The battle-hardened MDC leader and former prime minister in the government of national unity said the "sad reality and incontrovertible truth" was that Mugabe and Zanu-PF were the "singular negative catalyst" behind Zimbabwe's political and economic crises of the past 36 years.
In that light, he added, all the people and organisations who believed in a democratic and better Zimbabwe, and who were prepared to put their "bodies and souls on the line in the fight against the Zanu-PF kleptocracy" were for the people and therefore allies "in the struggle".
"For me, they (Mujuru and ZPF) are definitely not the enemy. They appeal to a certain constituency and are part of the opposition now. They are certainly not the problem.
"The problem is, and has always been Zanu-PF. So, in terms of accepting … their role and space in the struggle, there is no issue there. I see nothing wrong with them," Tsvangirai said.
The MDC president spoke then after Mujuru had officially launched her party in Harare, where she also openly expressed her willingness to work with other opposition parties in the fight for democracy in Zimbabwe.
Picking up on the partnership theme, which has sent Zanu-PF into panic mode ahead of the 2018 elections, Tsvangirai said it was clear that the MDC shared many beliefs with ZPF on critical issues such as democracy and respect for property rights.
However, the indefatigable former trade unionist cautioned that there was a significant hurdle that opposition parties, Mujuru's ZPF included, had to deal with - even if they worked together and won elections - and this related to how to transfer power.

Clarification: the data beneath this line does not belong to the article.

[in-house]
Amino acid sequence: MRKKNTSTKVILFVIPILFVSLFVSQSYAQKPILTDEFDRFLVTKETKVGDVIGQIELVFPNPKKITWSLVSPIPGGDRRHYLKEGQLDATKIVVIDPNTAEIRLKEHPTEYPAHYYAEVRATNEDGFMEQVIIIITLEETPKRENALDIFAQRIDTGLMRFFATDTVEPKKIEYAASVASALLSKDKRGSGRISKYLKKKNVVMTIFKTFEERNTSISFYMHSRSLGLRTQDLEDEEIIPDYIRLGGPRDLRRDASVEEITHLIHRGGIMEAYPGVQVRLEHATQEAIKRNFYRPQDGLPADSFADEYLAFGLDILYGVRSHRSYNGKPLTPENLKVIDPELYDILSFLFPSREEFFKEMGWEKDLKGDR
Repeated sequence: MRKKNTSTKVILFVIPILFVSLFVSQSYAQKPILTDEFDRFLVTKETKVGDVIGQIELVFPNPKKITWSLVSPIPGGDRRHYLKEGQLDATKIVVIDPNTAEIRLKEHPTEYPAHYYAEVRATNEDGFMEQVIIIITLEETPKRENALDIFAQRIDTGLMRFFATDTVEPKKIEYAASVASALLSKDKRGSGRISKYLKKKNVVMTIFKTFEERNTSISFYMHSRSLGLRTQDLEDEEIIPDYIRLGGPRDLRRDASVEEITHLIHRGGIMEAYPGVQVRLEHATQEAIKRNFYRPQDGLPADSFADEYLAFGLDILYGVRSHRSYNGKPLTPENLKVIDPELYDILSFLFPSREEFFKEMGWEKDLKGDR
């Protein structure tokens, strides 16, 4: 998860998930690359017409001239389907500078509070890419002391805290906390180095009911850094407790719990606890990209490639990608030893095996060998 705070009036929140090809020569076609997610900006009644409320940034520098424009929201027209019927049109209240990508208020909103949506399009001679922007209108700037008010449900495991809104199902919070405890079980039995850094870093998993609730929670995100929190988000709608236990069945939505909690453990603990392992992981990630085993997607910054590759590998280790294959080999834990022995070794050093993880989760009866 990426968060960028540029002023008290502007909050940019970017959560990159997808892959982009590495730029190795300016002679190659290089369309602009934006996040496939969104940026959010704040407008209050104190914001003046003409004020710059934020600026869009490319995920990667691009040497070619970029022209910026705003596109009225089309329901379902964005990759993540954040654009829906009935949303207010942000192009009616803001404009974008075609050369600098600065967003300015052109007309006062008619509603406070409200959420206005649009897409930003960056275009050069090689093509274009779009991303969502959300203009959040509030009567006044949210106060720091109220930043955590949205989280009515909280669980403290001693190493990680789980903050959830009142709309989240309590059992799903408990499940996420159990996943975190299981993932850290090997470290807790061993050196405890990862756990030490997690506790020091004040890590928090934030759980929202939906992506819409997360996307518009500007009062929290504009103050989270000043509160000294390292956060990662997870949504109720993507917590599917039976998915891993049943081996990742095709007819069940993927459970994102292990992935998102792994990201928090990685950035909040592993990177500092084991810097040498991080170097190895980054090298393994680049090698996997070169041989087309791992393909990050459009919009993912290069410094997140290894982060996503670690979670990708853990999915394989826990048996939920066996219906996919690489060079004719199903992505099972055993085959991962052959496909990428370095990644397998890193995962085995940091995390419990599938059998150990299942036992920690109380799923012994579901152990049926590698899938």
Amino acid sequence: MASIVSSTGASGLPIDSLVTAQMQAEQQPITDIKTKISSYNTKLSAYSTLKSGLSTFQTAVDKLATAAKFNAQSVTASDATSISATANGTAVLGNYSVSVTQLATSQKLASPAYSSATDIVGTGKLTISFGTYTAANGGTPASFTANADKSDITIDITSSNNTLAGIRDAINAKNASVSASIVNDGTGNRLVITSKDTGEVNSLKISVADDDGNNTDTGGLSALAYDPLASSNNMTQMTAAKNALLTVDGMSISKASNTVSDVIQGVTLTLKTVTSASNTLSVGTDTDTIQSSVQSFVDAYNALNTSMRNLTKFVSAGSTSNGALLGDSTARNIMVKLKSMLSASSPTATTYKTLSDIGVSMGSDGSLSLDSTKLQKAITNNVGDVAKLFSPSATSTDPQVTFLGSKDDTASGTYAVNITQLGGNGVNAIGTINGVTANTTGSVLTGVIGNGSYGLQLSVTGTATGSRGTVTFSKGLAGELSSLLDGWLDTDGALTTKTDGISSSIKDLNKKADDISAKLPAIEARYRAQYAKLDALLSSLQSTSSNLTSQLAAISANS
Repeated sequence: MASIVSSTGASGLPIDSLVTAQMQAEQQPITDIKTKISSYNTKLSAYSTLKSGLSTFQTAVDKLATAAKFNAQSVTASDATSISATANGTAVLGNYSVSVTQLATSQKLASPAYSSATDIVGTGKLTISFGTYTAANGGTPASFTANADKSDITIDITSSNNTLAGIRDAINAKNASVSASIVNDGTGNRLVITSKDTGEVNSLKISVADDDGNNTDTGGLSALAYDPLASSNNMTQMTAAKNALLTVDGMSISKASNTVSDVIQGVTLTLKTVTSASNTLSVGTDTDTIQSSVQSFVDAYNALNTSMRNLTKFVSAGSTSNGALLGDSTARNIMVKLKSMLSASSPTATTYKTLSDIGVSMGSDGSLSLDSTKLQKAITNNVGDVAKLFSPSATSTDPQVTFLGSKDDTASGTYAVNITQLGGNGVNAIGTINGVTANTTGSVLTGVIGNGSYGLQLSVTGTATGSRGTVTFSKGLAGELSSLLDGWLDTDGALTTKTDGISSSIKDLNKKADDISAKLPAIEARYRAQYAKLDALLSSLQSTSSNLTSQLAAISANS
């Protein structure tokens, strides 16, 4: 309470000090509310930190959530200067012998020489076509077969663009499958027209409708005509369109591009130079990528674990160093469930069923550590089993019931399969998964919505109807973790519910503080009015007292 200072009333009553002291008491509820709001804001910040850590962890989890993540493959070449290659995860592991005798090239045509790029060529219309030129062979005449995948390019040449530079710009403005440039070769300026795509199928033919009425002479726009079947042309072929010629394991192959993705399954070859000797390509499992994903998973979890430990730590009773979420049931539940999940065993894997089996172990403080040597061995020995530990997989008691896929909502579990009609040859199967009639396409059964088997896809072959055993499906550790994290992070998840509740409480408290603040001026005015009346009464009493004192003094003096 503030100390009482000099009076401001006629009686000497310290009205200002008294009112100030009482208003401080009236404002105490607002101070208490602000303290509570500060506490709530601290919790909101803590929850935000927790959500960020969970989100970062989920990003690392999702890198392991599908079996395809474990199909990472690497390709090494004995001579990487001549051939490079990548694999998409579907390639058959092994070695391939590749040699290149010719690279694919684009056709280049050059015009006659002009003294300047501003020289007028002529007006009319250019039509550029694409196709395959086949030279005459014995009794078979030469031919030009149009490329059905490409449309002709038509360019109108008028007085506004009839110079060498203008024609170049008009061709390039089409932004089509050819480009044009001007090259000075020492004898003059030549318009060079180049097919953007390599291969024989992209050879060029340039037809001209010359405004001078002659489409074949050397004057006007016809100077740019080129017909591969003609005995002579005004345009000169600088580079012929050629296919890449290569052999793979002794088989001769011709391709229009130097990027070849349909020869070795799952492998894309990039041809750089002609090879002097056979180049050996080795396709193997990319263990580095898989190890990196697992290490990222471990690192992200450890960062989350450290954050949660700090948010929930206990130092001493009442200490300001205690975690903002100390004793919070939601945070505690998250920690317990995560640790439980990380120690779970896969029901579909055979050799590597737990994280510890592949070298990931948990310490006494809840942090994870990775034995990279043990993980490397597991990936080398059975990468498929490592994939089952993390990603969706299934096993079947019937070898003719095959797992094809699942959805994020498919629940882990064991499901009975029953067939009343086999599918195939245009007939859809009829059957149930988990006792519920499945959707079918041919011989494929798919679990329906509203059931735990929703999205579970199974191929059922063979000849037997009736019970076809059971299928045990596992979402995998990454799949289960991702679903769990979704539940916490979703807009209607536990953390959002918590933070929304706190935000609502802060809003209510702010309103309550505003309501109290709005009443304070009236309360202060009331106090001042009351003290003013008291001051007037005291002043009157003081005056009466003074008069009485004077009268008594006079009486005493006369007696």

"There are many State institutions that continue to be abused to thwart the people's will. Whether it's Morgan Tsvangirai or Amai Mujuru, or anybody else, we have to force conditions, conditions that will allow for the mandate of the people to be observed.
"The fact is that Mugabe has always sustained his power through military means and pillars. And this is not likely to stop anytime soon. On the other hand, we know and have never said that the military is an enemy of the people. We have always said people must be professional and that they must respect the Constitution.
"If the Constitution were to be observed in both letter and spirit, I can tell you that Zanu-PF will not last one more day in power. If we were able to beat them in 2008 as we did, in 2018 they will be chicken feed," a confident Tsvangirai said.
In an earlier interview with the Daily News on Sunday's sister paper, the Daily News, Mujuru also spoke about the country's uneven political playing field, but suggested that she had the capacity to reach out to the critical security sector that is led by her liberation struggle comrades.
Analysts also say Mujuru, whose liberation struggle nom de guerre was Teurai Ropa (Spill Blood), and whose husband Solomon was the first black post-independence army commander, could provide the much-needed bridge that opposition parties have been missing to ensure the smooth transfer of power if they win elections again.
However, they warn that without a broad coalition involving all the major opposition players, Zanu-PF would use "its usual thuggish and foul methods" to retain power in 2018.
In 2008, her late husband - Rex, the revered liberation struggle icon and Zimbabwe's first black military commander, was accused by Mugabe and other Zanu-PF bigwigs of having engineered the 92-year-old's stunning electoral defeat to opposition leader Morgan Tsvangirai in that poll.
Source - dailynews